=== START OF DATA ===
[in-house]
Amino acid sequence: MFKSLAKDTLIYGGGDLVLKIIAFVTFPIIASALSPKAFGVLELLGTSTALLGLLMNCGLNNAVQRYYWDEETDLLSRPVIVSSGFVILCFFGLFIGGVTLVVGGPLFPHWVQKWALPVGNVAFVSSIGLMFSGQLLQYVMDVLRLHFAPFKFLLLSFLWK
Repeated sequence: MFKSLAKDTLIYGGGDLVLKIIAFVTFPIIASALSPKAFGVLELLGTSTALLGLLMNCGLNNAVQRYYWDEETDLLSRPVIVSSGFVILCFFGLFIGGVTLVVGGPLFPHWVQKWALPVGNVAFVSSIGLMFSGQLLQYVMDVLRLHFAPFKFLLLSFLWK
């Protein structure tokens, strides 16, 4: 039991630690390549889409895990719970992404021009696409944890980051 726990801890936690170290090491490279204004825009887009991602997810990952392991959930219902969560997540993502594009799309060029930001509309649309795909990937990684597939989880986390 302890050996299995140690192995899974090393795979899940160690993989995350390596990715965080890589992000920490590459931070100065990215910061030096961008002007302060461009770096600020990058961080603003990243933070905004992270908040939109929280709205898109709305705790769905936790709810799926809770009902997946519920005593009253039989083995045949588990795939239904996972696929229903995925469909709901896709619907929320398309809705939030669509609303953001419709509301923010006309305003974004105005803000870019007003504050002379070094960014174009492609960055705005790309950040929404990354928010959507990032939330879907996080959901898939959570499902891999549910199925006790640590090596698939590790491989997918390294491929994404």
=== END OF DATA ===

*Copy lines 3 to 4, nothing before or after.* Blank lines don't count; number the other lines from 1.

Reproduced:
Repeated sequence: MFKSLAKDTLIYGGGDLVLKIIAFVTFPIIASALSPKAFGVLELLGTSTALLGLLMNCGLNNAVQRYYWDEETDLLSRPVIVSSGFVILCFFGLFIGGVTLVVGGPLFPHWVQKWALPVGNVAFVSSIGLMFSGQLLQYVMDVLRLHFAPFKFLLLSFLWK
């Protein structure tokens, strides 16, 4: 039991630690390549889409895990719970992404021009696409944890980051 726990801890936690170290090491490279204004825009887009991602997810990952392991959930219902969560997540993502594009799309060029930001509309649309795909990937990684597939989880986390 302890050996299995140690192995899974090393795979899940160690993989995350390596990715965080890589992000920490590459931070100065990215910061030096961008002007302060461009770096600020990058961080603003990243933070905004992270908040939109929280709205898109709305705790769905936790709810799926809770009902997946519920005593009253039989083995045949588990795939239904996972696929229903995925469909709901896709619907929320398309809705939030669509609303953001419709509301923010006309305003974004105005803000870019007003504050002379070094960014174009492609960055705005790309950040929404990354928010959507990032939330879907996080959901898939959570499902891999549910199925006790640590090596698939590790491989997918390294491929994404």